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I was thinking maybe something like this might work:

    for (UIView* b in self.view.subviews)
       [b removeFromSuperview];

I want to remove every kind of subview. UIImages, Buttons, Textfields etc.

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That will work. You might have to do it kind of recursively if you have several tiers of subviews... or maybe not. I'm not sure what you want to do this for. – Dustin Aug 9 '12 at 17:59
That works? I thought that b would be promptly removed from the subviews array, causing a mutation within a fast enumeration loop, which is forbidden. – Mazyod Aug 9 '12 at 18:02
@Mazyod check subviews property: @property(nonatomic, readonly, copy) NSArray *subviews - it is declared as copy, so when we are deleting subviews we do not modify that array (cause it's a copy). – Max Aug 9 '12 at 18:14
@Max: That's incorrect. The copy specifier means that it makes a copy when set; nothing is specified about getting. It is quite likely that a copy is returned, but that's not part of the property definition. – Josh Caswell Aug 9 '12 at 18:43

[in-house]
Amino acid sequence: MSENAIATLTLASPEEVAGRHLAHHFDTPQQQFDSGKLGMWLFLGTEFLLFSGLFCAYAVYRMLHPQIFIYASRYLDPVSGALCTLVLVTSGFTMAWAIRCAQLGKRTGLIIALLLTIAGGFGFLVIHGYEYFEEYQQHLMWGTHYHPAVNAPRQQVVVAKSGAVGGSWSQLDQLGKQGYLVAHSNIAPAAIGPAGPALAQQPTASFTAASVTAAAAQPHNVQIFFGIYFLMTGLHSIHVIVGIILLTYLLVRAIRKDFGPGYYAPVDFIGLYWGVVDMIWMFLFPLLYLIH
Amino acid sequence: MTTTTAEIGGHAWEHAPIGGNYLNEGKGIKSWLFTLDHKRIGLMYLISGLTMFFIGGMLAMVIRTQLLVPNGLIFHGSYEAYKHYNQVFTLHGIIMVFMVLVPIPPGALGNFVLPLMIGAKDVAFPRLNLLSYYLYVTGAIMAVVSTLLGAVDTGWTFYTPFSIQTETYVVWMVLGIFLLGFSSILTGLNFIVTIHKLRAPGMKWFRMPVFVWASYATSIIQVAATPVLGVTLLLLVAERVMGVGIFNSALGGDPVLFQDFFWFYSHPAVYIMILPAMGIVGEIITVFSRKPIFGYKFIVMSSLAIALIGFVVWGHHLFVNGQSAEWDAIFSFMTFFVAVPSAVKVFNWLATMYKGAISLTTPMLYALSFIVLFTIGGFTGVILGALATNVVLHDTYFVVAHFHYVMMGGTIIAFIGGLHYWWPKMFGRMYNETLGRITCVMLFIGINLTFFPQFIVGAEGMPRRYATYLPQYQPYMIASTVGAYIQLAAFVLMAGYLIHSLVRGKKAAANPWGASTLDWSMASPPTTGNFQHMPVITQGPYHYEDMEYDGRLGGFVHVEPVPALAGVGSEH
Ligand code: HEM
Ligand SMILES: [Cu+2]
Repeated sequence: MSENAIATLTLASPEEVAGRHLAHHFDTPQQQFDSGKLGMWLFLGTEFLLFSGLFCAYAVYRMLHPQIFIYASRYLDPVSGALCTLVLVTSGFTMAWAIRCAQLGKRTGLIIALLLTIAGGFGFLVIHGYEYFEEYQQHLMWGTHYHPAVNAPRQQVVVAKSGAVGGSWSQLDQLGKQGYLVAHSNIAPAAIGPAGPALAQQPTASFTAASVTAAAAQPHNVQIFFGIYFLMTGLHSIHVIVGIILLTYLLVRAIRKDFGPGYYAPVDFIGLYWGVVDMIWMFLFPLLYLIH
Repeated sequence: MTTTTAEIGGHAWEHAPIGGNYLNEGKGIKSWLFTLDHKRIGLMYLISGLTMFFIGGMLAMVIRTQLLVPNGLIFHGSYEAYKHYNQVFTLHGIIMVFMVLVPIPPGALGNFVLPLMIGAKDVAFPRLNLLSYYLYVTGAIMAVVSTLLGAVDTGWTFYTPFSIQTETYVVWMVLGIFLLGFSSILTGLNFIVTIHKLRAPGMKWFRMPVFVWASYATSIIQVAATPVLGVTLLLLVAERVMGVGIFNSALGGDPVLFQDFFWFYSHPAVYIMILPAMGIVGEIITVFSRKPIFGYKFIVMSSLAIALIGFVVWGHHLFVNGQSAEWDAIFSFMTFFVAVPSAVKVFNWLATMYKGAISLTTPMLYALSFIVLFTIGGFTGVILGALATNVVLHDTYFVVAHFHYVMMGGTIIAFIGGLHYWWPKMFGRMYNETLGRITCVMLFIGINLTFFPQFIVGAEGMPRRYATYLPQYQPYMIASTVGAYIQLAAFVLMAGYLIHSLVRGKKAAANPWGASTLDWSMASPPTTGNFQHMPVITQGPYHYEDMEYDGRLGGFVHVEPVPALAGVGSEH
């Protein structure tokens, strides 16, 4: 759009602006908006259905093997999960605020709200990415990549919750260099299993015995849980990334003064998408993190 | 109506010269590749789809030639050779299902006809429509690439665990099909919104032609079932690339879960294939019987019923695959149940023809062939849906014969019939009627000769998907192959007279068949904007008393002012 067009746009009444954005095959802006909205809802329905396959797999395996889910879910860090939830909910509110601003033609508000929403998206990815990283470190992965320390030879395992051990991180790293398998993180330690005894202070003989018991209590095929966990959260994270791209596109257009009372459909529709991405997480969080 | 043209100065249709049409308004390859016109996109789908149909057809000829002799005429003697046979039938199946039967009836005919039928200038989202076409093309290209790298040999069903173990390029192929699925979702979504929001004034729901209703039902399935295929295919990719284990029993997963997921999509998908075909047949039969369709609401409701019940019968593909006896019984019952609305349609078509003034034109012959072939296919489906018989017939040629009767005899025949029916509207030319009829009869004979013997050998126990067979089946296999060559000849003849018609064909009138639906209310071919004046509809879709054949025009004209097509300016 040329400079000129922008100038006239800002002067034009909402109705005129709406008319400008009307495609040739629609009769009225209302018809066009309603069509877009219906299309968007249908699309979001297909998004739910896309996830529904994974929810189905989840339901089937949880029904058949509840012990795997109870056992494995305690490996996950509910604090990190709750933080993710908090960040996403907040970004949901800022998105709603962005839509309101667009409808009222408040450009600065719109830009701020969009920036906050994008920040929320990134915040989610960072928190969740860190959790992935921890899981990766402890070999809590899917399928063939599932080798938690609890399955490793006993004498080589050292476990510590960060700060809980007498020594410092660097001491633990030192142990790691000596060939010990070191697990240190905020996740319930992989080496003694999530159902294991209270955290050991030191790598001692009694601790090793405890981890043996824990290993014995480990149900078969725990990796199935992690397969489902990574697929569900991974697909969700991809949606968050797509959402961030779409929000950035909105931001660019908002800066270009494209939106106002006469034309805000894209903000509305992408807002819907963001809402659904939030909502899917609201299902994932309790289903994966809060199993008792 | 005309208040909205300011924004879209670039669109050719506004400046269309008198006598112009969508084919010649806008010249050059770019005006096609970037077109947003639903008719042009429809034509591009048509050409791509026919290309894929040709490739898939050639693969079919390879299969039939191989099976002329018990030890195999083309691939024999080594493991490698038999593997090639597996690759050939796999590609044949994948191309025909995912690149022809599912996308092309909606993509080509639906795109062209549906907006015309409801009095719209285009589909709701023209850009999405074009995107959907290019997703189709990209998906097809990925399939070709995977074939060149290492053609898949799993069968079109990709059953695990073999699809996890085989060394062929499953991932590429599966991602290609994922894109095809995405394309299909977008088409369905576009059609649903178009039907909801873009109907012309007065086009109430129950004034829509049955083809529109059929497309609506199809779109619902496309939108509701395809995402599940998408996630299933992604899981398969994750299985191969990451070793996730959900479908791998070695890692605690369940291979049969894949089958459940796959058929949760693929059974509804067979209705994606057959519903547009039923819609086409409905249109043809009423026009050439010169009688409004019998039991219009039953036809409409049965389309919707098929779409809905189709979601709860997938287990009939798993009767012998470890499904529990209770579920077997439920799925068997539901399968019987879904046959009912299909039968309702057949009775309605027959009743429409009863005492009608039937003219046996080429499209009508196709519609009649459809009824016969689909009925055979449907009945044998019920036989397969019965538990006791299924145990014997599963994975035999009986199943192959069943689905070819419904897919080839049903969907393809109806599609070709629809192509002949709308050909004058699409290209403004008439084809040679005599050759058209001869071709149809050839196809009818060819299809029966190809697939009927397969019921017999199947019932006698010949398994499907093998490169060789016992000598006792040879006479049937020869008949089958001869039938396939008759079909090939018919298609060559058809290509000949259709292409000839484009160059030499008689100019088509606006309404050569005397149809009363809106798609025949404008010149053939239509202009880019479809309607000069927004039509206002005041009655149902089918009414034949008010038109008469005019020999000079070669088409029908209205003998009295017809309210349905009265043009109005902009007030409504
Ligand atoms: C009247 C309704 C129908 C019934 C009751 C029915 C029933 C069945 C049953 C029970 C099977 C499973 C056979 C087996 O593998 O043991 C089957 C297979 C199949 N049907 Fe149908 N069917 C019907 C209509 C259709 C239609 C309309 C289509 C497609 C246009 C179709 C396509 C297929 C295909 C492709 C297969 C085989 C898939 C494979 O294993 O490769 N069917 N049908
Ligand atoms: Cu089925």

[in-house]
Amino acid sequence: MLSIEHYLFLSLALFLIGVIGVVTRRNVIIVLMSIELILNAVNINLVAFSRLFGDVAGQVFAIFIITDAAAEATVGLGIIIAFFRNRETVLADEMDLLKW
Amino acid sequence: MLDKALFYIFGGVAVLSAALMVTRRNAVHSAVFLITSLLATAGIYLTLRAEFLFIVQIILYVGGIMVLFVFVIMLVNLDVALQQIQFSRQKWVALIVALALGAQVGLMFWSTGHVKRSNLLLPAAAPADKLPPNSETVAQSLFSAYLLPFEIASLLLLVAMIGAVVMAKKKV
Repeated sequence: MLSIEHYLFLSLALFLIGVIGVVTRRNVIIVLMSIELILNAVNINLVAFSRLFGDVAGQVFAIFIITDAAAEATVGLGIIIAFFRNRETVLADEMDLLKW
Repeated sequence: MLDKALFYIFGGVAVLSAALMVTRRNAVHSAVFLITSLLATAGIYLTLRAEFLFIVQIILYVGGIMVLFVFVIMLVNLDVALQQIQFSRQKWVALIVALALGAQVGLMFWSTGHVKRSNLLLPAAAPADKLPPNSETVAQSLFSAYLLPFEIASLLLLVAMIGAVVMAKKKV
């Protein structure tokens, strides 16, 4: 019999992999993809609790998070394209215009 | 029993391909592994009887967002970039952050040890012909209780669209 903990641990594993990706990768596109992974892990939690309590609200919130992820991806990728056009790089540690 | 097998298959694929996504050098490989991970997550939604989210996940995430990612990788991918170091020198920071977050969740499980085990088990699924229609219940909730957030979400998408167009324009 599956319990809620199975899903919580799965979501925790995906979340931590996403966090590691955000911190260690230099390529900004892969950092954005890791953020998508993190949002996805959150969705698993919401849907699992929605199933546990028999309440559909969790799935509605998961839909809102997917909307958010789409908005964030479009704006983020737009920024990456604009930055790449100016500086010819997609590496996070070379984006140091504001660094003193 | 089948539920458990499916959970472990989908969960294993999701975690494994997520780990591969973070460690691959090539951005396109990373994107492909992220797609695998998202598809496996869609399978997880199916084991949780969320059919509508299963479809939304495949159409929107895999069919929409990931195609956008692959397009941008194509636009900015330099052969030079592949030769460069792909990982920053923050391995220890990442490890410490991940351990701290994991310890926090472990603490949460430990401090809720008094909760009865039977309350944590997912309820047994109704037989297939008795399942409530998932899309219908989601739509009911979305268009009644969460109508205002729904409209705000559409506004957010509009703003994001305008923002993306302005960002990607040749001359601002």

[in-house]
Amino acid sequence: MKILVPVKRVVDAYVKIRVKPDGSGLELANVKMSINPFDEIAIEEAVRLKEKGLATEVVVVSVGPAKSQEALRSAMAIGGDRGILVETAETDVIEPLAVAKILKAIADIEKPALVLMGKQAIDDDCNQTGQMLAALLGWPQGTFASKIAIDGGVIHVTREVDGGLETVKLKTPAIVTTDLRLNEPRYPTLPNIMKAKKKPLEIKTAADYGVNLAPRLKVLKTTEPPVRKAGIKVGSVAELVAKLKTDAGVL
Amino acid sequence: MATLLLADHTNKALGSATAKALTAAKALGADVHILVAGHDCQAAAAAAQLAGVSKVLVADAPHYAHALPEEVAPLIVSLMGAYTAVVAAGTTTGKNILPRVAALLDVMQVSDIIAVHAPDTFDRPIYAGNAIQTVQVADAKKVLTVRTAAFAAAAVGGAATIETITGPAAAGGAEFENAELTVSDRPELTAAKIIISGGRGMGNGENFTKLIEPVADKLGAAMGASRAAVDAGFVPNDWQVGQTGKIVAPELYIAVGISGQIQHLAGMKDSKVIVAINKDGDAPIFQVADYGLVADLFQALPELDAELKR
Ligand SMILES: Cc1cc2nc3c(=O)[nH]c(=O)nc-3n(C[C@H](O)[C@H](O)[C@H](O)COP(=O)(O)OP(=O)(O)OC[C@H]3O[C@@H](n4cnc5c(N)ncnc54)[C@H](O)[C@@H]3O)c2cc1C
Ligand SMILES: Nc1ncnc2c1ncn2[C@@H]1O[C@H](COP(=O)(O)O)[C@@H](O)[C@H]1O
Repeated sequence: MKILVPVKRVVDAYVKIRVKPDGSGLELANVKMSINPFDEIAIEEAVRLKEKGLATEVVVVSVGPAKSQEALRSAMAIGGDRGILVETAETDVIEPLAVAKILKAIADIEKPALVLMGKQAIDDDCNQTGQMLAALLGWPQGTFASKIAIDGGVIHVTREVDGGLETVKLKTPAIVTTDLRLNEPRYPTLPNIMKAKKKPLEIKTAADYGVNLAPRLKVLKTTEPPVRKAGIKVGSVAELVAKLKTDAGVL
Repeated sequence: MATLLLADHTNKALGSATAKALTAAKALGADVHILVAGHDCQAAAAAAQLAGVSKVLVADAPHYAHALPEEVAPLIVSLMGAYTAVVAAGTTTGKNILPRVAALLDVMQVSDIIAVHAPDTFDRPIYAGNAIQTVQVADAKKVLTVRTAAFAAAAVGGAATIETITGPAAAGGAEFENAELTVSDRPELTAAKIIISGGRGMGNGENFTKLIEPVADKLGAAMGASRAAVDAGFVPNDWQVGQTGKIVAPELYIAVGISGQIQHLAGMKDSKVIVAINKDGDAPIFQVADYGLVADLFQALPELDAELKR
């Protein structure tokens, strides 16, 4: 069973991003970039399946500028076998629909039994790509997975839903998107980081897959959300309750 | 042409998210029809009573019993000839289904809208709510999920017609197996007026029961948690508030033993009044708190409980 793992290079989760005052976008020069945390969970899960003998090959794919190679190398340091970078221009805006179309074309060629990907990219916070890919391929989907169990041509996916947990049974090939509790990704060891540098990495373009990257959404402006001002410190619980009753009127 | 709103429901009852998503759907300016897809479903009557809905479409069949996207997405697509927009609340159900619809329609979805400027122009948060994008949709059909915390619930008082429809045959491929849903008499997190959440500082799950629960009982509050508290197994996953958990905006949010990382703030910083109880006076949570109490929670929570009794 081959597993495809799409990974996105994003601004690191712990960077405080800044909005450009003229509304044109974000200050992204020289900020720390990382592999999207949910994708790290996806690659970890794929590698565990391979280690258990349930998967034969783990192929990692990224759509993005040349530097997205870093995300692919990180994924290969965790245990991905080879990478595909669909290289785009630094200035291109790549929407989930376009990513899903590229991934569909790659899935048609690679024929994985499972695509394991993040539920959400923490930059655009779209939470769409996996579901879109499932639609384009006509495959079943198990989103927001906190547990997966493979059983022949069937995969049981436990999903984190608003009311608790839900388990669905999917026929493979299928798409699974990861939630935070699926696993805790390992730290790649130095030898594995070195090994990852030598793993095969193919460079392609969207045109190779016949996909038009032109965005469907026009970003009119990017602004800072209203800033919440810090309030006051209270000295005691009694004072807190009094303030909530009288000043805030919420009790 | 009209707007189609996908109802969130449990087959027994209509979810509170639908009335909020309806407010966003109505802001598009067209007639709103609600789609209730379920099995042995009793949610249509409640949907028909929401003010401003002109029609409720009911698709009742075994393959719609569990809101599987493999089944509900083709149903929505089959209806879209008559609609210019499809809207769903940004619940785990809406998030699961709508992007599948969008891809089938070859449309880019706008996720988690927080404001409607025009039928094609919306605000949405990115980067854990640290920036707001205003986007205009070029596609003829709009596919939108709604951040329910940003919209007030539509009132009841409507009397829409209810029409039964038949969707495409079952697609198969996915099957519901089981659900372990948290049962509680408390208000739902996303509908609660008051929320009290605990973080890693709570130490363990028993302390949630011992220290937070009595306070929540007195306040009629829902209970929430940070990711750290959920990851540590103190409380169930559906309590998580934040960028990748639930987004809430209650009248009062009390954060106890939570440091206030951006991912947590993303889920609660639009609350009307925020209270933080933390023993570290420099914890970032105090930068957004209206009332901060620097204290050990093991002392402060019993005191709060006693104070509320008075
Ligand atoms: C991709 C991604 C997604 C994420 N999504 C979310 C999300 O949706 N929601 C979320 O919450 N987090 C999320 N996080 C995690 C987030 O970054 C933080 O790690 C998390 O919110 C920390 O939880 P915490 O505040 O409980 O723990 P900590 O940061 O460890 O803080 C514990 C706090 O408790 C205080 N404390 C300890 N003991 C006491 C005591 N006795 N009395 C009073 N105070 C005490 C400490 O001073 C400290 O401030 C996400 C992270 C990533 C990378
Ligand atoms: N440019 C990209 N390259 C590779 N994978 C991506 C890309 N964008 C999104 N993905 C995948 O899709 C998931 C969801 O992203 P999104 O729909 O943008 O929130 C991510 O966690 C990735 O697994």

@W'rkncacnter agree, you're right that copy keyword has nothing to do with get value (but I think it is implied). – Max Aug 9 '12 at 18:57
up vote 173 down vote accepted
[self.view.subviews makeObjectsPerformSelector: @selector(removeFromSuperview)];

It's identical to your variant, but slightly shorter.

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(+1) Wow, very nifty! Even after a while developing for iOS, you still miss these small, invaluable stuff. – Mazyod Aug 9 '12 at 18:01
amazing your answer – ygweric Jul 30 '15 at 10:31
What about except this – using the same method? @Mazyod – Hemang Sep 1 '15 at 12:12


extension UIView {
    func removeAllSubviews() {
        for subview in subviews {
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